After Hillary Clinton spoke at a town hall in Manchester, New Hampshire, on Friday, I asked her if she would release the transcripts of her paid speeches to Goldman Sachs. She laughed and turned away.
Clinton has recently been on the defensive about the speaking fees she and her husband have collected. Those fees total over $125 million since 2001.
Her rival Democratic presidential candidate, Bernie Sanders, has raised concerns in particular over the $675,000 she made from Goldman Sachs, an investment bank that has regularly used its influence with government officials to win favorable policies.
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During one of her paid speeches to Goldman Sachs, Clinton reportedly reassured the crowd and told them that banker-bashing was unproductive and foolish, according to a Politico report based on accounts offered by several attendees.
On Friday, Clinton was asked by New Hampshire Public Radio how the “average person should view the hefty speaking fees?”
“I spoke to a wide array of groups who wanted to hear what I thought about the world coming off of my time as secretary of state,” Clinton said, defending her decision to make money from speaking fees. “I happen to think we need more conversation about what’s going on in the world.”
“I think groups that want to talk and ask questions and hear about that are actually trying to educate themselves because we’re living in a really complicated world.”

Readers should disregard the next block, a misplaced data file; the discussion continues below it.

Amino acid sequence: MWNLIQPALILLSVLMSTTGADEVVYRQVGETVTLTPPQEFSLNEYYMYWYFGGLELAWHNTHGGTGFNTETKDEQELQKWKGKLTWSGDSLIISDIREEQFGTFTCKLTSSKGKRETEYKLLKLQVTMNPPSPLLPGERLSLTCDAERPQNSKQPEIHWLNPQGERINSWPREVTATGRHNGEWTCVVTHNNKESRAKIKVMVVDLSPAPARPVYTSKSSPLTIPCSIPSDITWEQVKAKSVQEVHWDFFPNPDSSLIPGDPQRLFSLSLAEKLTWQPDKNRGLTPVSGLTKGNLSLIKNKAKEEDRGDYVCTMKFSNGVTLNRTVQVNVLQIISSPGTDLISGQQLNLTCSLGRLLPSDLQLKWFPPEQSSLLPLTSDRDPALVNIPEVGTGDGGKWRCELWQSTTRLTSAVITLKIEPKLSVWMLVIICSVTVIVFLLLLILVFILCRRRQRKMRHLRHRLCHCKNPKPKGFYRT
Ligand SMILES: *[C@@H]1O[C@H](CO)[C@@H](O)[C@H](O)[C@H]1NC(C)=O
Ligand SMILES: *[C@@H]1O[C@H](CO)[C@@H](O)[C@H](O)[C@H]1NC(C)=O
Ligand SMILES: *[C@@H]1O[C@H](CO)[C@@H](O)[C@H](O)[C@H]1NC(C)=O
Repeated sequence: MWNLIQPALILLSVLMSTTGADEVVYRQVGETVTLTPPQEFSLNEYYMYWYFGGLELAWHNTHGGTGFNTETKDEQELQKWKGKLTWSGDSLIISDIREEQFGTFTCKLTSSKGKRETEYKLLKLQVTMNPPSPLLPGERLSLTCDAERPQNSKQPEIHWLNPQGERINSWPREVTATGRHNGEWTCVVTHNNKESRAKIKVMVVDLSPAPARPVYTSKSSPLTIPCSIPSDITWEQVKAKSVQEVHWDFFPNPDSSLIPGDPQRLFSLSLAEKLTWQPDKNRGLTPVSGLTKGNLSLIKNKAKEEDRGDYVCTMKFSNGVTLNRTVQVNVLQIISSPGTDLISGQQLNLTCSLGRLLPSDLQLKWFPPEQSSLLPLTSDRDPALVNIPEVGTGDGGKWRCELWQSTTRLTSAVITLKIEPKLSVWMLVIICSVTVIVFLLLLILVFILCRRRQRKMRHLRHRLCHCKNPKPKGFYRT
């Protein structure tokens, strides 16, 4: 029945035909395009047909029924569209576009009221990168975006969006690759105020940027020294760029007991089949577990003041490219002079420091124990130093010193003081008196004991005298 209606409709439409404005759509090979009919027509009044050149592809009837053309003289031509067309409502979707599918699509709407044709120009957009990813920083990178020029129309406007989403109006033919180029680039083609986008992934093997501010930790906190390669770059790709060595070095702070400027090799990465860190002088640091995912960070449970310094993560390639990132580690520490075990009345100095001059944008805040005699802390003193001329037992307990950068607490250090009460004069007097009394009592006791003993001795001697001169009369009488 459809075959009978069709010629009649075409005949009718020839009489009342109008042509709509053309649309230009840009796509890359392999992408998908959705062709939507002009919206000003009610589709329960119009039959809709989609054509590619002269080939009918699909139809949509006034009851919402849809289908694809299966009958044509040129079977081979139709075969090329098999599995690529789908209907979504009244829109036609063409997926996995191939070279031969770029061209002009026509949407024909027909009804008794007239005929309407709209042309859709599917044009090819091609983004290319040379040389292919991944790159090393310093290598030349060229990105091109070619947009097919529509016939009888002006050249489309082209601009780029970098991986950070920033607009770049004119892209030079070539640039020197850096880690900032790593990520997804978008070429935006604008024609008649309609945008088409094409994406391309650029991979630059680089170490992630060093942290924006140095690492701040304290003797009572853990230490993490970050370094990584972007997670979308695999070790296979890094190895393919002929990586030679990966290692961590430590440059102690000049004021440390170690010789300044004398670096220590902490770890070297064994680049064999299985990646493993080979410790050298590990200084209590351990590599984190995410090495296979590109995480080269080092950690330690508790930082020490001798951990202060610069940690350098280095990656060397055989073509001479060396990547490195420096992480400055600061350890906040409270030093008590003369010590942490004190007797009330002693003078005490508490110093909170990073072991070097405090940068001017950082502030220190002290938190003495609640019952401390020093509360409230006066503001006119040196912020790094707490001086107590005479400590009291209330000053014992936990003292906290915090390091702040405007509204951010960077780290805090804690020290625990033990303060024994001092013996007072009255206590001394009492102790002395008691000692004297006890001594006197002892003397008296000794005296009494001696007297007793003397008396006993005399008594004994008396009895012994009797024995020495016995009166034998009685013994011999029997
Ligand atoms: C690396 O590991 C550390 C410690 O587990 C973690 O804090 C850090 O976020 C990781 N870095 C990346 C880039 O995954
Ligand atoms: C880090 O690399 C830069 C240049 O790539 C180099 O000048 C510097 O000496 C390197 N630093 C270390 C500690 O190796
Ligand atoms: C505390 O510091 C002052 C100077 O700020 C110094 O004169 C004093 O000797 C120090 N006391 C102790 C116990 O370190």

When asked by the Des Moines Register on Thursday if she regretted her decision to make money from speaking to various interest groups, Clinton compared herself to President Barack Obama, noting that significant campaign donations from Wall Street did not stop him from passing the Dodd-Frank reform law.
But the Obama administration did in fact go easy on Wall Street by refusing to criminally prosecute the major financial institutions responsible for the 2008 economic crisis. And Dodd-Frank, many critics say, does not go far enough in preventing systemic risk.
What’s more, though Obama fundraised for his presidential campaigns from Wall Street, he never enriched himself personally as the Clintons have done.
Obama’s ethics disclosures show that he made the vast majority of his income from royalties and advance money for his two books, Dreams From My Father and The Audacity of Hope.
Top photo: Lloyd Blankfein, chairman & CEO of Goldman Sachs, and Hillary Clinton during the 2014 Clinton Global Initiative annual meeting.